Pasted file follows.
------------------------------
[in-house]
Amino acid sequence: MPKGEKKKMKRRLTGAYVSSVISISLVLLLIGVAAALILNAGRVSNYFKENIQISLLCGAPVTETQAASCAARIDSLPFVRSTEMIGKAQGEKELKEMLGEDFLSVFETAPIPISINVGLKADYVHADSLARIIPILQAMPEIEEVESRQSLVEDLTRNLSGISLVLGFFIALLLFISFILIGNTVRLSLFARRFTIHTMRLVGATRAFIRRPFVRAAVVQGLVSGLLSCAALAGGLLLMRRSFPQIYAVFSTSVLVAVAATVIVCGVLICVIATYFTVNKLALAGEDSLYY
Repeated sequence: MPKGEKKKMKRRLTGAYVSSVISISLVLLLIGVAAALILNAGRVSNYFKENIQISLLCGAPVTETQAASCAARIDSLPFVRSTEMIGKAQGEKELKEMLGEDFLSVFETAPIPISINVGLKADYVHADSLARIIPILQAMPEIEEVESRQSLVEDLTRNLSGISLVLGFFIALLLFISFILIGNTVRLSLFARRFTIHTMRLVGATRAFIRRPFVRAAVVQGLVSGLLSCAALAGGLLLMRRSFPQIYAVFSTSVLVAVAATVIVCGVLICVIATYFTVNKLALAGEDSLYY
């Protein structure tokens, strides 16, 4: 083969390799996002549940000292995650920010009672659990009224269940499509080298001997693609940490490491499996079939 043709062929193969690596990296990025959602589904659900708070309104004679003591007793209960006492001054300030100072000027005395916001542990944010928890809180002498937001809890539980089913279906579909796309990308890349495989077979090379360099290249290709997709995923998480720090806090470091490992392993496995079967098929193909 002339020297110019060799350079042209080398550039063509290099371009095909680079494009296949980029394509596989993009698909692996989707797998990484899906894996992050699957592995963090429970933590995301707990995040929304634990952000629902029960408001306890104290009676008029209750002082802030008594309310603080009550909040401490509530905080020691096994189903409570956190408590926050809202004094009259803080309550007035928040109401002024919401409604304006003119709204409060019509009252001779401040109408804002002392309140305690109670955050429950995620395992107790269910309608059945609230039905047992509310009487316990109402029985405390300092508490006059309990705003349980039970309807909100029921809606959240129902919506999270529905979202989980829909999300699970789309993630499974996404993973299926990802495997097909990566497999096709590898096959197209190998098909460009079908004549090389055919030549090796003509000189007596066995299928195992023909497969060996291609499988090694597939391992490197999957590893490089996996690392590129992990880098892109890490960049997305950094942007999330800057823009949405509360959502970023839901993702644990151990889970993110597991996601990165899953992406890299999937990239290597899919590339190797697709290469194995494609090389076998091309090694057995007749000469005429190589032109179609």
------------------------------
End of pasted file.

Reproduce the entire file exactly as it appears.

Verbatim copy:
[in-house]
Amino acid sequence: MPKGEKKKMKRRLTGAYVSSVISISLVLLLIGVAAALILNAGRVSNYFKENIQISLLCGAPVTETQAASCAARIDSLPFVRSTEMIGKAQGEKELKEMLGEDFLSVFETAPIPISINVGLKADYVHADSLARIIPILQAMPEIEEVESRQSLVEDLTRNLSGISLVLGFFIALLLFISFILIGNTVRLSLFARRFTIHTMRLVGATRAFIRRPFVRAAVVQGLVSGLLSCAALAGGLLLMRRSFPQIYAVFSTSVLVAVAATVIVCGVLICVIATYFTVNKLALAGEDSLYY
Repeated sequence: MPKGEKKKMKRRLTGAYVSSVISISLVLLLIGVAAALILNAGRVSNYFKENIQISLLCGAPVTETQAASCAARIDSLPFVRSTEMIGKAQGEKELKEMLGEDFLSVFETAPIPISINVGLKADYVHADSLARIIPILQAMPEIEEVESRQSLVEDLTRNLSGISLVLGFFIALLLFISFILIGNTVRLSLFARRFTIHTMRLVGATRAFIRRPFVRAAVVQGLVSGLLSCAALAGGLLLMRRSFPQIYAVFSTSVLVAVAATVIVCGVLICVIATYFTVNKLALAGEDSLYY
């Protein structure tokens, strides 16, 4: 083969390799996002549940000292995650920010009672659990009224269940499509080298001997693609940490490491499996079939 043709062929193969690596990296990025959602589904659900708070309104004679003591007793209960006492001054300030100072000027005395916001542990944010928890809180002498937001809890539980089913279906579909796309990308890349495989077979090379360099290249290709997709995923998480720090806090470091490992392993496995079967098929193909 002339020297110019060799350079042209080398550039063509290099371009095909680079494009296949980029394509596989993009698909692996989707797998990484899906894996992050699957592995963090429970933590995301707990995040929304634990952000629902029960408001306890104290009676008029209750002082802030008594309310603080009550909040401490509530905080020691096994189903409570956190408590926050809202004094009259803080309550007035928040109401002024919401409604304006003119709204409060019509009252001779401040109408804002002392309140305690109670955050429950995620395992107790269910309608059945609230039905047992509310009487316990109402029985405390300092508490006059309990705003349980039970309807909100029921809606959240129902919506999270529905979202989980829909999300699970789309993630499974996404993973299926990802495997097909990566497999096709590898096959197209190998098909460009079908004549090389055919030549090796003509000189007596066995299928195992023909497969060996291609499988090694597939391992490197999957590893490089996996690392590129992990880098892109890490960049997305950094942007999330800057823009949405509360959502970023839901993702644990151990889970993110597991996601990165899953992406890299999937990239290597899919590339190797697709290469194995494609090389076998091309090694057995007749000469005429190589032109179609």